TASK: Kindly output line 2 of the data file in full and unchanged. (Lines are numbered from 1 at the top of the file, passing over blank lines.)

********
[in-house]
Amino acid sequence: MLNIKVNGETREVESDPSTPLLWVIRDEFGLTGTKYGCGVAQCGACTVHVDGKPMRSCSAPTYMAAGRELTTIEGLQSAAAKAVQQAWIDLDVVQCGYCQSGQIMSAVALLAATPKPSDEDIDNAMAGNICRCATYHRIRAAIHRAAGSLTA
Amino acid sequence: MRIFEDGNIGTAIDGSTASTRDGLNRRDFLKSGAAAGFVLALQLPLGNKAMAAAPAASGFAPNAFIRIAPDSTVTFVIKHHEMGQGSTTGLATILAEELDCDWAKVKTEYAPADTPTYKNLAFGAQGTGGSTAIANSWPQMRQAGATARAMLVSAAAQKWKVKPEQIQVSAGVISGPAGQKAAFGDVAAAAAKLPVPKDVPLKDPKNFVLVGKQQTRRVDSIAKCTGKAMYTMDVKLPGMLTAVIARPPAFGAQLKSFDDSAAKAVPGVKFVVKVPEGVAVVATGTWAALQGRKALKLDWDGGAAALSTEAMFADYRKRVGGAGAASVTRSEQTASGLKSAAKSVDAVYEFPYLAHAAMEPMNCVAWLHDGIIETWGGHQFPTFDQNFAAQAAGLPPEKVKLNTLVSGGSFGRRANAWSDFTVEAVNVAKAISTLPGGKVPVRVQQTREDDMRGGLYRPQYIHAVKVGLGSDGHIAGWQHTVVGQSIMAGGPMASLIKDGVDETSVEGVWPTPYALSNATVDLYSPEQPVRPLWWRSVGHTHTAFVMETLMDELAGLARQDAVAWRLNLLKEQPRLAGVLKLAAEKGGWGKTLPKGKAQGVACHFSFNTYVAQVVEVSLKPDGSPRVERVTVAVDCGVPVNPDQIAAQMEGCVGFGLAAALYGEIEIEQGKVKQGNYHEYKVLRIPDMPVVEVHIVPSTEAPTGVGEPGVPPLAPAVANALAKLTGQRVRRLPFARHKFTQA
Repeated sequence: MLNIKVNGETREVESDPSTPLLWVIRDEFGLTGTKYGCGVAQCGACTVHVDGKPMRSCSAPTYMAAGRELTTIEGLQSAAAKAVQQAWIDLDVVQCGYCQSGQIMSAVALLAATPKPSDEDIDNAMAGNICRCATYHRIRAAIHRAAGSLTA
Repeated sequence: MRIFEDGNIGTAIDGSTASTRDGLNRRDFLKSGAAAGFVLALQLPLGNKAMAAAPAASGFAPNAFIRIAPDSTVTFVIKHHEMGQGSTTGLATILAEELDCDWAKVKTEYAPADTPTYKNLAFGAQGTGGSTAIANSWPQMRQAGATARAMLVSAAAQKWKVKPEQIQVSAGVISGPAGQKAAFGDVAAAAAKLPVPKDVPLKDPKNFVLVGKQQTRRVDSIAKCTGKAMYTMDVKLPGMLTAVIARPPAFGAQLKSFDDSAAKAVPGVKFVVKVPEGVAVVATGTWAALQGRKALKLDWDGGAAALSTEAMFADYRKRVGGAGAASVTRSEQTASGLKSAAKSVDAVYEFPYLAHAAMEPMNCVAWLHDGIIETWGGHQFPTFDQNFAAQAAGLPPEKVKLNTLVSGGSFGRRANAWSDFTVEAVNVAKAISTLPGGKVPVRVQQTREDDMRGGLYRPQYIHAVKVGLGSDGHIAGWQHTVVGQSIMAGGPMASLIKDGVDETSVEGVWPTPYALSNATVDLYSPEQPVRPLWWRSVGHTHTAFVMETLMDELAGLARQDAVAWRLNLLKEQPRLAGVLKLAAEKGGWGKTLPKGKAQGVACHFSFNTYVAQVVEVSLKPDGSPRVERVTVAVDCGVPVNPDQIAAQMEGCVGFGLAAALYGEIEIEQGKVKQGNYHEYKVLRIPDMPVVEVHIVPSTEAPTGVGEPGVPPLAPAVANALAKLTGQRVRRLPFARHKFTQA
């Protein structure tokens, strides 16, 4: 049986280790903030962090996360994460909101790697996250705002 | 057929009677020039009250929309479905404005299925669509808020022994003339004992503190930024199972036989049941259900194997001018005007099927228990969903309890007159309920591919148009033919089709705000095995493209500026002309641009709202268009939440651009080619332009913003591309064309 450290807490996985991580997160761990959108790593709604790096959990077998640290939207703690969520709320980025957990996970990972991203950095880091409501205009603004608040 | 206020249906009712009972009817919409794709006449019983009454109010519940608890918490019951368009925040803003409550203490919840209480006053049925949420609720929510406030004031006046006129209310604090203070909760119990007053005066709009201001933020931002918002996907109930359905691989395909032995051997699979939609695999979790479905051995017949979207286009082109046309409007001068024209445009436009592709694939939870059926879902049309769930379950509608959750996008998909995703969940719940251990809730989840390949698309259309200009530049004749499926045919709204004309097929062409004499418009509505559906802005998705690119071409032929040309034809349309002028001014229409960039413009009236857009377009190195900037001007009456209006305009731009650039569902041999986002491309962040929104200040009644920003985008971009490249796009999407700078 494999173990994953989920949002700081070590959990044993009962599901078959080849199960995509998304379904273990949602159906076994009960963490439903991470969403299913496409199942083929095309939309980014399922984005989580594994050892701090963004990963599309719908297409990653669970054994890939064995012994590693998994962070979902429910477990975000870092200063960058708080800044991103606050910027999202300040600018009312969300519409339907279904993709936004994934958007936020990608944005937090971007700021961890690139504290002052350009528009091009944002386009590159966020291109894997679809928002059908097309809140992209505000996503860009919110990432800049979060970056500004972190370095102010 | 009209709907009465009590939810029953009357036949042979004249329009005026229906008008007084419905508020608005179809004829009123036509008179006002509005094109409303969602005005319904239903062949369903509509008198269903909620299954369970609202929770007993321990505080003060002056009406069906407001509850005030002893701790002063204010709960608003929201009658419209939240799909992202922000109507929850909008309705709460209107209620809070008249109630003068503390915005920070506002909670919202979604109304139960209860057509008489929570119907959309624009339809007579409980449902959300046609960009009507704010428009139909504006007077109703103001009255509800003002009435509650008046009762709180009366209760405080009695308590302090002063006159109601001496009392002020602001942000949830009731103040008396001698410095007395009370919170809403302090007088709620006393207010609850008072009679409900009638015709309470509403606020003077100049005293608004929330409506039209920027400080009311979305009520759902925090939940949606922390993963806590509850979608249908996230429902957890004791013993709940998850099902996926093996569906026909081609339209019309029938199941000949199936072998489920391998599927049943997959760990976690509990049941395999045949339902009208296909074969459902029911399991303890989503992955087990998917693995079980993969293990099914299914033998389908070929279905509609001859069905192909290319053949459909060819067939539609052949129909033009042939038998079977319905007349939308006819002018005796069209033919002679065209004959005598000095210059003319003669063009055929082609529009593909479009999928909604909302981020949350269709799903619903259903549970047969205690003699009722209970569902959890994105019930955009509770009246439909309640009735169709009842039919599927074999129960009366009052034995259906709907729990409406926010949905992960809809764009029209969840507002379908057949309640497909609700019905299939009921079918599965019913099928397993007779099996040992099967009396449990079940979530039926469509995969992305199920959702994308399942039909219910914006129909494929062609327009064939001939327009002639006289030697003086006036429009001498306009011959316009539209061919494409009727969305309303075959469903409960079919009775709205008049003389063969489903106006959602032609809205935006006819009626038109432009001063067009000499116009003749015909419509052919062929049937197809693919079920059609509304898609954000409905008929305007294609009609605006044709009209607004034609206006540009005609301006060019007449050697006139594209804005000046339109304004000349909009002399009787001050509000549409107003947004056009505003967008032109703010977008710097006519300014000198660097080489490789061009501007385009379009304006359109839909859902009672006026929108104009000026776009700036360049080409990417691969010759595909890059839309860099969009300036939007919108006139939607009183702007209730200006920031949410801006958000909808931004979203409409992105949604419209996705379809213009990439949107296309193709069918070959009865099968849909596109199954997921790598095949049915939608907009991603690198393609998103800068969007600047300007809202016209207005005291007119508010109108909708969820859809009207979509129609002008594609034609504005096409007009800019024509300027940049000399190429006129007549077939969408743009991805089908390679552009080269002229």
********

Amino acid sequence: MLNIKVNGETREVESDPSTPLLWVIRDEFGLTGTKYGCGVAQCGACTVHVDGKPMRSCSAPTYMAAGRELTTIEGLQSAAAKAVQQAWIDLDVVQCGYCQSGQIMSAVALLAATPKPSDEDIDNAMAGNICRCATYHRIRAAIHRAAGSLTA